2. Piazza, New York Catcher” by Belle + Sebastian
  3. Surf Wax America” by Weezer
  4. Holland, 1945” by Neutral Milk Hotel
  5. Young Americans” by David Bowie *
  6. “Waterloo Sunset” by The Kinks
  7. London Calling” by The Clash
  8. The Luckiest Guy on the Lower East Side” by The Magnetic Fields
  9. Mass Pike” by The Get Up Kids
  10. Look Inside America” by Blur
  11. Alabama” by Neil Young
  12. Haiti” by Arcade Fire
  13. California (All the Way)” by Luna
  14. Amazon” by M.I.A.
  15. “Theme from Tokyo” by Bis
  16. Downey, CA” by Saint Etienne
  17. Blame it on the Tetons” by Modest Mouse
  18. Colorado” by Grizzly Bear
  19. Columbia” by Oasis
* Technically not a place, I know, as opposed to people from a place, but I like this song a lot.

CSA 2009, Week Eight.

When I was younger, I had subscriptions to the sorts of magazines that had personality tests for everything — “What Kind of Girlfriend Are You?”, “Are You a Pushover?”, etc. — but my favorites by far were the ones whose purpose was to determine the best perfume for me.  I never ended up with the right scents (I loathe patchouli) but the results never bothered me because I’ve always known what my favorite fragrance is: tomatoes on the vine.

TomatoesThey smell so amazing, don’t they, tomatoes and their plants?  Spicy and peppery, they just typify summer to me, and their presence in my kitchen is something I look forward to all year.  Of course, the summer of 2009 is going to be one of fresh, local tomato shortages, a direct result of the late blight.

Completely aggressive and destructive, the blight has almost totally annihilated The Food Project‘s potato and tomato crop — though, apparently, the Colorado Potato Beetle had already taken out a lot of the plants out in Lincoln.  We’ve been promised green tomatoes in the near future, and while I am excited to receive some sort of tomato, and even though I keep on thinking about gift horses and mouths, I kind of just want a proper red tomato.  I don’t think stamping my foot is going to get me far, so I’ll just settle for what was in our box this week:

  • Asian eggplant
  • Collard greens
  • Dill
  • Green beans
  • Green garlic
  • New potatoes
  • Salad mix
  • Spicy salad mix with arugula and mizuna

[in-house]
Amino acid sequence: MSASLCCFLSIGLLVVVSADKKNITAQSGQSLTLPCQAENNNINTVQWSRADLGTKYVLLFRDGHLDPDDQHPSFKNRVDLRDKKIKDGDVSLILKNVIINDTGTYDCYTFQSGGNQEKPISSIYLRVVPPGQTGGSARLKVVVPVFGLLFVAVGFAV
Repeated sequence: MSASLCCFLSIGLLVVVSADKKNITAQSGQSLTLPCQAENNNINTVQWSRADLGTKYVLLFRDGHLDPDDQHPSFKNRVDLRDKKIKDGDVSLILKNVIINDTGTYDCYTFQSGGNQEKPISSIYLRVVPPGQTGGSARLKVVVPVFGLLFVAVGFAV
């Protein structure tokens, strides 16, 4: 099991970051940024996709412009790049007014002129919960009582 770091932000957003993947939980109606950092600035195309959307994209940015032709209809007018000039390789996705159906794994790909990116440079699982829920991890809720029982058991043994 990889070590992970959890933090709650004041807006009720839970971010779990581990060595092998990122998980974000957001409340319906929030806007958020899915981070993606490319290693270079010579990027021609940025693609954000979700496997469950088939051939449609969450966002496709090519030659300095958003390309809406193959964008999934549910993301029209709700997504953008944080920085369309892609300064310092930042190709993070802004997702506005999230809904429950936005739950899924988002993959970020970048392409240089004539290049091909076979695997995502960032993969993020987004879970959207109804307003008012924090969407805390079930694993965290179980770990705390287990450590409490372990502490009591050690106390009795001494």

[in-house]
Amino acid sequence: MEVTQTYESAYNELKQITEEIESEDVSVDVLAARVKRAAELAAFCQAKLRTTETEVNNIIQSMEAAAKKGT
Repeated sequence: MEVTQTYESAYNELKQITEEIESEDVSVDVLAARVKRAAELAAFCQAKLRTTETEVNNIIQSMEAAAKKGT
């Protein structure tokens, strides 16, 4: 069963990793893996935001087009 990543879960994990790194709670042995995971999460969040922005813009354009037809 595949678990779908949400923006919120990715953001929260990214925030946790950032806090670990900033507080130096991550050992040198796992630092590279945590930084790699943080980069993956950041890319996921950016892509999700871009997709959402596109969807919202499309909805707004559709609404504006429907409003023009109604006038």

• Tomatoes

These three tomatoes, dewy with condensation from the humidity in the air, were like treasure to me — which is why I ate them over the sink, raw, their juices running down my chin and wrists.  If I could have, I would’ve figured out a way to savor them more, especially considering these will most likely be the final burst of tomato-y-ness I’ll experience for a while…  which is why I took a snapshot.  You know what they say: pictures last longer.

A Sort Of Travely Mix CD.

Another thematic mix CD…

I mailed this one to Darlington, who moved to London this past February.  I thought my choices seemed fitting — the songs’ connecting thread was commonplace locations like a car or a certain room in an undisclosed house, and my friend was in the middle of new places that would soon become familiar and everyday.  I also sent along a mix relating to specific places; I’ll write about that one in a little bit.

As always, let me know if you want a copy.

Places, General

  1. “The Village Green Preservation Society” by The Kinks
  2. Eau d’ Bedroom Dancing” by Le Tigre
  3. Monkey Gone to Heaven” by The Pixies
  4. East of the Sun (West of the Moon)” by Billie Holiday
  5. Top of the World” by The Carpenters
  6. Car” by Built to Spill
  7. Sukie in the Graveyard” by Belle + Sebastian
  8. Strolling Down the Highway” by Nick Drake
  9. “Black Mountain” by Isobel Campbell + Mark Lanegan
  10. Get Out of the City” by Ivy
  11. Island in the Sun” by Weezer
  12. My Side of the City” by Beulah
  13. Neighborhood #2 (Laika)” by Arcade Fire
  14. Heaven” by Bettie Serveert
  15. Brick House” by The Commodores